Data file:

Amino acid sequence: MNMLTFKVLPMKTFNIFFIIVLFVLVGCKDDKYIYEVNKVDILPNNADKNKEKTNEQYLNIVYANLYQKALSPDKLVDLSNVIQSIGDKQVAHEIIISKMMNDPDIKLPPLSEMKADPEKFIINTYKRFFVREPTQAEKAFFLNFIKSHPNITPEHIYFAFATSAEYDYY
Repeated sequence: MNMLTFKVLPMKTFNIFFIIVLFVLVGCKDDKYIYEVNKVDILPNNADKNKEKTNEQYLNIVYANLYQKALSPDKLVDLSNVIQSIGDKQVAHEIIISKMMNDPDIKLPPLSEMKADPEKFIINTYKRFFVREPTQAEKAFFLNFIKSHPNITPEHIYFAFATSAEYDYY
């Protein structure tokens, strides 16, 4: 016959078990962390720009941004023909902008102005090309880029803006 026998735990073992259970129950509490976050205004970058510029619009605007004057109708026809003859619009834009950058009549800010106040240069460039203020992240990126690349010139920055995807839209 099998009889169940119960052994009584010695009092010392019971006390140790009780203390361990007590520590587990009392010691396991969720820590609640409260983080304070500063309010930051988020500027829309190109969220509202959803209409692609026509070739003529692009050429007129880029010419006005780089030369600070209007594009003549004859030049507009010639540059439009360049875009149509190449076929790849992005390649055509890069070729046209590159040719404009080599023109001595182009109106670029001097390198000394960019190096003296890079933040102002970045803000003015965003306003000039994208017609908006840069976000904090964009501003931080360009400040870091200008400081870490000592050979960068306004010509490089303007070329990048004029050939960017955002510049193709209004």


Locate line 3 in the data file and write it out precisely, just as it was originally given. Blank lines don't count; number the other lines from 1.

């Protein structure tokens, strides 16, 4: 016959078990962390720009941004023909902008102005090309880029803006 026998735990073992259970129950509490976050205004970058510029619009605007004057109708026809003859619009834009950058009549800010106040240069460039203020992240990126690349010139920055995807839209 099998009889169940119960052994009584010695009092010392019971006390140790009780203390361990007590520590587990009392010691396991969720820590609640409260983080304070500063309010930051988020500027829309190109969220509202959803209409692609026509070739003529692009050429007129880029010419006005780089030369600070209007594009003549004859030049507009010639540059439009360049875009149509190449076929790849992005390649055509890069070729046209590159040719404009080599023109001595182009109106670029001097390198000394960019190096003296890079933040102002970045803000003015965003306003000039994208017609908006840069976000904090964009501003931080360009400040870091200008400081870490000592050979960068306004010509490089303007070329990048004029050939960017955002510049193709209004």